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Changes of the First Flight


The supposed theory by British engineer John Smeaton, on coefficient of air pressure hadn’t been challenged in nearly 150 years, until the Wright Brothers discovered that his value for lift of 0.005 was inaccurate and a value of 0.0033 was much more approximate. This was the first of many changes in the creation of the first motor-operated plane, also known as the Wright Flyer, invented by the Wright brothers. Many more aviators had relied on this value of 0.005 and, as such, created many further problems for the Wright brothers as they could no longer rely on the multitudinous amounts of data that others had recorded before them. They then came to the conclusion that they have to create their own statistics and data,  and it was then tested by two different methods.






Their first method was mounting a wheel to the handlebars of a bike and riding along the streets of Dayton, their hometown  to collect wind data. The data recorded showed a much lower amount of lift 

“It is possible to fly without motors, but not without knowledge and skill.” - Wright Brothers

than what was predicted by other aviators, which was a large discovery for their Flyer. However, their bicycle method still wasn’t the most informative method of obtaining data. The brothers then decided to create the second wind-tunnel in America, consisting of a small wooden box with a fan blade attached on one end and a tin scoop on the other to compress the air stream. The Wrights then tested over 200 different wing shapes to see which shape design was most compatible for flight. This proved highly effective and gave the Wrights the most detailed data ever acquired for flight. Once the data was acquired, the Wrights also had to face the challenge of actually creating the plane, firstly, moving forwards, in the form of propellors. Until the Wrights, it was supposed 'common knowledge' that propellors should be wide and slightly curved, with three blades, much like a ships propellor; However, after the recent testing, another change in their 

design was two, curved narrow blades, as they produced maximum efficiency. They then faced their biggest challenge and, soon to be, triumph in the form of their wings as recent tests with gliders proved that their most compatible wing shape was still in need of more development. Even though they had tested fruitlessly on many wing forms, the supposed 'best' wing shapes sent the glider tests crashing down in misery. While looking for inspiration for their next wing design, the Wright looked to birds, fascinated and intrigued on how the birds could stay up and fly. So, sure enough, they noticed a small detail in how birds would tilt their wings for stability and control. This was the exact breakthrough the Wrights desperately needed as, after further discussion and innovation, they developed their concept of 'wing warping' and in 1903, on the 17th of December, the Wright Flyer took off and flew for 12 seconds, flying 37 meters above ground, a feat of aviation. Once the plane flew successfully, flight became much less than a foreign topic to the world and many aviators world wide began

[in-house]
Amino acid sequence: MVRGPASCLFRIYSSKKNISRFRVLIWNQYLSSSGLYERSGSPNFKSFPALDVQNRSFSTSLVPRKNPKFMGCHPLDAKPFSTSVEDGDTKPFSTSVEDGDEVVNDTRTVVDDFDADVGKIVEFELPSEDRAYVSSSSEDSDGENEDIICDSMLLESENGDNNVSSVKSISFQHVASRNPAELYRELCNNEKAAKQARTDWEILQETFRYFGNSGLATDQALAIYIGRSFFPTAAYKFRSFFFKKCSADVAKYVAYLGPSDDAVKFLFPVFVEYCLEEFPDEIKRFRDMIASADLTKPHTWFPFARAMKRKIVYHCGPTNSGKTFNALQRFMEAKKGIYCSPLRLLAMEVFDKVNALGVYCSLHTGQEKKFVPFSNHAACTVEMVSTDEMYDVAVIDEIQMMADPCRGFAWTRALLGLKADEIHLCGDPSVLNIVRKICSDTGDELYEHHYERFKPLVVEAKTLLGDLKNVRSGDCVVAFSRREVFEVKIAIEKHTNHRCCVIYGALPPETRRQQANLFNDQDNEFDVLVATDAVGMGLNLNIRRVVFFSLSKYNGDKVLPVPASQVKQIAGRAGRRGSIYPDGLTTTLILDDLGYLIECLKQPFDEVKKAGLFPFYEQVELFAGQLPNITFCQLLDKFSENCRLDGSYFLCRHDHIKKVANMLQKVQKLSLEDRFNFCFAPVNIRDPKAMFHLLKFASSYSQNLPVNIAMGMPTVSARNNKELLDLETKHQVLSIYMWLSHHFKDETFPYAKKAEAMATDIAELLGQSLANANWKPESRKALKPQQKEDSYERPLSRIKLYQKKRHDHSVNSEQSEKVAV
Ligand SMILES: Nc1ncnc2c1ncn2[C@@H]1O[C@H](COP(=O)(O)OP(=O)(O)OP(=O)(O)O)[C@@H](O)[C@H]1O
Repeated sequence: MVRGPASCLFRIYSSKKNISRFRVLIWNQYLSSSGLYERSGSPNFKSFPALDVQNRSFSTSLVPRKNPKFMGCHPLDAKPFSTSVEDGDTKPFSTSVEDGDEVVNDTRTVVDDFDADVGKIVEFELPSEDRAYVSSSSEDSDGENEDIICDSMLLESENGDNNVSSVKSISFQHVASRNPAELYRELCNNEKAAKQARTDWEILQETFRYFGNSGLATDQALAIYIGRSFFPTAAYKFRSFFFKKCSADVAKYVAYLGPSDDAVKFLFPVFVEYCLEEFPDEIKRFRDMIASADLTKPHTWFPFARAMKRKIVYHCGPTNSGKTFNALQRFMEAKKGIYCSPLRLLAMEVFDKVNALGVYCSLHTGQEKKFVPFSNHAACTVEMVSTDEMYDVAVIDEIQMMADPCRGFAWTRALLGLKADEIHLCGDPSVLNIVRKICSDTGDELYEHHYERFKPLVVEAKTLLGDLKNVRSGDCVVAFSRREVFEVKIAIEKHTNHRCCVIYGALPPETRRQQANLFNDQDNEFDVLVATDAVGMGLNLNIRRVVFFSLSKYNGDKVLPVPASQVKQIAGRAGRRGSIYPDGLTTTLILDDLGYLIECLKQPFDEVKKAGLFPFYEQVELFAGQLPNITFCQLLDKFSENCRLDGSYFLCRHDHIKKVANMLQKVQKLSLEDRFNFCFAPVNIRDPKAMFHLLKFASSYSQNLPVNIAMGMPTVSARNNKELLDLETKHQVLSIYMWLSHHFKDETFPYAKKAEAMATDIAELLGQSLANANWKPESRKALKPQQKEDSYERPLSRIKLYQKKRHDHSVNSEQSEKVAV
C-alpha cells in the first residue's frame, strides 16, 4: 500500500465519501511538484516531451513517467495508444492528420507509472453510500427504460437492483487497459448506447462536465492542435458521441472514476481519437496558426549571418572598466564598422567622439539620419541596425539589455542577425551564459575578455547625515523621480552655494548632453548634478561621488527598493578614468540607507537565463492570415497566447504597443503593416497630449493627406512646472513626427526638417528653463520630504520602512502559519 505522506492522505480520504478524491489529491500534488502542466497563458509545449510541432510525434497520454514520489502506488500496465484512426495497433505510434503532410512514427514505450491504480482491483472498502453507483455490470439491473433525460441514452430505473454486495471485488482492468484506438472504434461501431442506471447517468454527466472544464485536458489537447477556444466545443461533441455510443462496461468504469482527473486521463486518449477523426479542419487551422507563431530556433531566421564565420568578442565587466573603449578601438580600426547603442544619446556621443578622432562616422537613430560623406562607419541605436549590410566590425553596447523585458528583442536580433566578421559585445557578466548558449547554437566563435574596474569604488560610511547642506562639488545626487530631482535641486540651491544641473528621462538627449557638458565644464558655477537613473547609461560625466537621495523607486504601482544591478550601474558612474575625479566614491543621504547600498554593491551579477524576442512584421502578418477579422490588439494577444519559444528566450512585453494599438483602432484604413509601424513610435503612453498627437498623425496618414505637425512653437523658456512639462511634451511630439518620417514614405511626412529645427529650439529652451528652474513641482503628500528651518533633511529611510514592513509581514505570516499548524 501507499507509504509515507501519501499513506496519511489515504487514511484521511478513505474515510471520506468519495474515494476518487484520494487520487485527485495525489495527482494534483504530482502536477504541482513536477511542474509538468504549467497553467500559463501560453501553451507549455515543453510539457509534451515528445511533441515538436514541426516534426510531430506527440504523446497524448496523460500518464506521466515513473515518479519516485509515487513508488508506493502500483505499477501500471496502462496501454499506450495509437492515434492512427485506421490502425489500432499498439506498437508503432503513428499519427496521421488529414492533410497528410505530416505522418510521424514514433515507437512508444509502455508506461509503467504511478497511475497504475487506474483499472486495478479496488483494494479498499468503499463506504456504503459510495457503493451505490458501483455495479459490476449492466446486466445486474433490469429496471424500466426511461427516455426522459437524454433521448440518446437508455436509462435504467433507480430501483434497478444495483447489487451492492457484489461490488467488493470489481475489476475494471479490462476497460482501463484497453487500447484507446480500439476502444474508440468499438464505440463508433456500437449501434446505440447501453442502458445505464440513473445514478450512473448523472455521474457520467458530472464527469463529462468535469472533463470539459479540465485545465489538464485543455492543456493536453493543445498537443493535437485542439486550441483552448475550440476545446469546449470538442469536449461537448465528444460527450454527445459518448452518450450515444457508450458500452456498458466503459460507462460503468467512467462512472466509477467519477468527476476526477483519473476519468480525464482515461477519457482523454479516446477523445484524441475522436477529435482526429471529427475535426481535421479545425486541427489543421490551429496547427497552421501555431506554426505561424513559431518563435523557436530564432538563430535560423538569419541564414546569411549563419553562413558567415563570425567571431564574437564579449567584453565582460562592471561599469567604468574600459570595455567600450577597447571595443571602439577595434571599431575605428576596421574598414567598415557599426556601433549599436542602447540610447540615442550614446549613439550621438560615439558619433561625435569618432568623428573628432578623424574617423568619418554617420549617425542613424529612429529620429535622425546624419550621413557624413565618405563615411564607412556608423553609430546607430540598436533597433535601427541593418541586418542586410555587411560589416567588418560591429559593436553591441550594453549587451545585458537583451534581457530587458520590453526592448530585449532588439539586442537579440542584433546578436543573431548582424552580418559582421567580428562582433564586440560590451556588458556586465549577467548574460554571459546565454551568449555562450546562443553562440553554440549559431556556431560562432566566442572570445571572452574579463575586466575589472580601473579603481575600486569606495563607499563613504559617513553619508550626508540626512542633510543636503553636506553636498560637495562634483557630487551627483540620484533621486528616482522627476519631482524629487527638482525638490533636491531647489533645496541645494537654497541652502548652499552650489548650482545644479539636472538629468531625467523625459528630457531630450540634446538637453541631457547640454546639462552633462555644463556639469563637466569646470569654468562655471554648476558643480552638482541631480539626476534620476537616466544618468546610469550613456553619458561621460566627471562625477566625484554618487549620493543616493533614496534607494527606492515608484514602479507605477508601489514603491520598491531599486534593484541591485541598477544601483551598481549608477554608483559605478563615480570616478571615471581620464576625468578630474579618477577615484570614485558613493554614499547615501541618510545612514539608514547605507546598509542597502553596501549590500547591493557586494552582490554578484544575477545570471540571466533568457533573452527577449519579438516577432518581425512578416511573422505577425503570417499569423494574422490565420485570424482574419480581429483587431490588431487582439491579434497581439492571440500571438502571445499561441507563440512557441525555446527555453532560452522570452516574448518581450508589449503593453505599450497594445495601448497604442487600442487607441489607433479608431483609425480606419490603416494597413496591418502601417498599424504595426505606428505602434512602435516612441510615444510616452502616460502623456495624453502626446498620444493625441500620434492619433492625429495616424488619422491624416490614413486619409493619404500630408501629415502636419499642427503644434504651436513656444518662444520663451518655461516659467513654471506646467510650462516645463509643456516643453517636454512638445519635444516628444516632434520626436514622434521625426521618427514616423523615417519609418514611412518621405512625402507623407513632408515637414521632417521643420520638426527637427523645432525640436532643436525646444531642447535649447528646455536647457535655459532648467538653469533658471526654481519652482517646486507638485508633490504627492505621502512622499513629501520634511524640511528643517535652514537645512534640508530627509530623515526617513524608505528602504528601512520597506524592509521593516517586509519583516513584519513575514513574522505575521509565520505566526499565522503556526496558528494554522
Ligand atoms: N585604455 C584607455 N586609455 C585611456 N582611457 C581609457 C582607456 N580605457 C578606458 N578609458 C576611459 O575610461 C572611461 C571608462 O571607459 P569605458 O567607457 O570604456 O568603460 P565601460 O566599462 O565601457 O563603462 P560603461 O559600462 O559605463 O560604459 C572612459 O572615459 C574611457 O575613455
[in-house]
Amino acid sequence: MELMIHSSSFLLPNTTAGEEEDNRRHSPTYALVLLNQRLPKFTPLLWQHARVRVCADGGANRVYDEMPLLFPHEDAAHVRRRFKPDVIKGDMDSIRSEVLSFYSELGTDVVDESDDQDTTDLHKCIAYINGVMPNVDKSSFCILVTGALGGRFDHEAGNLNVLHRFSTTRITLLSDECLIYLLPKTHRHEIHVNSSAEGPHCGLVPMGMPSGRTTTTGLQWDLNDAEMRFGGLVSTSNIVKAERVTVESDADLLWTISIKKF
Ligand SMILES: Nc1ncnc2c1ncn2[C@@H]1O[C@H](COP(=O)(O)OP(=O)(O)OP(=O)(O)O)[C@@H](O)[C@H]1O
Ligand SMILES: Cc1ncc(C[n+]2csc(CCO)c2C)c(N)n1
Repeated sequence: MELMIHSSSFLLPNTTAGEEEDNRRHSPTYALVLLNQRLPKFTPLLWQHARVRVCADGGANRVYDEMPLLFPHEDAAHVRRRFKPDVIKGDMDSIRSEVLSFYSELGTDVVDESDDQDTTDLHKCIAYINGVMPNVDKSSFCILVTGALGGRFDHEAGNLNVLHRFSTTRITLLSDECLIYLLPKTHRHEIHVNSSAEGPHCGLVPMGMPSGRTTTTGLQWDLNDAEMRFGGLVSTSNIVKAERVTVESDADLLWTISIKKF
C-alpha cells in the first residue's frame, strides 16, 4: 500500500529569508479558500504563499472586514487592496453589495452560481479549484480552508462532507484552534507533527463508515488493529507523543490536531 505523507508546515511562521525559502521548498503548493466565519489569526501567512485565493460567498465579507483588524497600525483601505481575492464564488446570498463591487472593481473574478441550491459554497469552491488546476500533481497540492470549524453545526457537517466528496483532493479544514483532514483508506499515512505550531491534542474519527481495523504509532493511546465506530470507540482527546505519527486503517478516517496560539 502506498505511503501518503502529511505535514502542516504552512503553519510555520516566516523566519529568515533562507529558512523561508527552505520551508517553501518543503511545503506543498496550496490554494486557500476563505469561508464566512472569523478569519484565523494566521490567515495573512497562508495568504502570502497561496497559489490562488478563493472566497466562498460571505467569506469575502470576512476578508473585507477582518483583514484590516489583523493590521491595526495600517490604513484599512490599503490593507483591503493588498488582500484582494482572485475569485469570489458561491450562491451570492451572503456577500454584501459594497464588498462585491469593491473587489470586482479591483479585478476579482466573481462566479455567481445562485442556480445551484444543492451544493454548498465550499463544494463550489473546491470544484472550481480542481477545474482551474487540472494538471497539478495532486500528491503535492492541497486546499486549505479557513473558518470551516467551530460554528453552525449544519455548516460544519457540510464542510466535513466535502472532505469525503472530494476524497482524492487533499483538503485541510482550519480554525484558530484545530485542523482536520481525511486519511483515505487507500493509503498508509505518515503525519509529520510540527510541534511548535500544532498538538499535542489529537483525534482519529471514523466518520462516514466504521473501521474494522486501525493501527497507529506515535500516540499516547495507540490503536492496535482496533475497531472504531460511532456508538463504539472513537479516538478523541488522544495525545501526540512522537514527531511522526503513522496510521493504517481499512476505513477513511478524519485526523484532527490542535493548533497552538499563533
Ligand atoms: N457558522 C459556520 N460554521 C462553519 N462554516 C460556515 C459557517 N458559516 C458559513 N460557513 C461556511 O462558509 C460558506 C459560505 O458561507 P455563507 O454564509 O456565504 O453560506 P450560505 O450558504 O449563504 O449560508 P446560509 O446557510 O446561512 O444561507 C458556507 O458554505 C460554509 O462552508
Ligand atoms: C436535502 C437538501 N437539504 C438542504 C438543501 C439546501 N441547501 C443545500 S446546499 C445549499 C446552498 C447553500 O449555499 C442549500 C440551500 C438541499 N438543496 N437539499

using the data the Wrights had recorded to create planes that could withstand much longer durations and heights, including the Wright brothers. After two years of experimentation, the Wrights created the Wright Flyer iii which then flew 24.2 miles (38.95 km) for 39 minutes and 23 seconds. This was then created as a somewhat form of a basis for more larger boundaries of aviation, such as hot air balloons and helicopters as well as higher boundaries of height such as space travel, more specifically rockets. This was all completed because of the pioneering in flight by the Wright brothers.

“If birds can glide for long periods of time, then… why can’t I?” 

 - Wright Brothers
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Continuity of the First Flight

The first headway made in aviation that continued over to the Wrights was in the 16th century when inventor George Cayley discovered the forces of flight which are weight, lift, drag and thrust. This had a momentous impact on the Wright Brothers, amongst other aviators, as this gave a much clearer principle of the perfect flying machine. Cayley also developed the concept of a fixed wing aircraft and as well as many successful gliders which's tail stabilisers carried over to the Wrights and even to modern aircrafts today. Other experimentation that was recorded was in the 16th century by Leonardo Da Vinci when he closely watched birds and how they stayed in the air, much like the Wrights, and made several gliders and documentations on these observations


Other examples of continuity in flight are many of the Wrights breakthroughs in their planes. The Wrights major concept of wing warping has continued over to modern and military planes as a stabilising and controlling feature of plane in general and has become a main feature of planes. Their modernised propellors also continued into the modernisation of airplanes as the began to accomodate more, fly higher, and travel faster.

“The airplane stays up because it doesn’t have the time to fall.” - Wright Brothers

Orvilles logbook of flight showing diagrams of first circle flight in 1904

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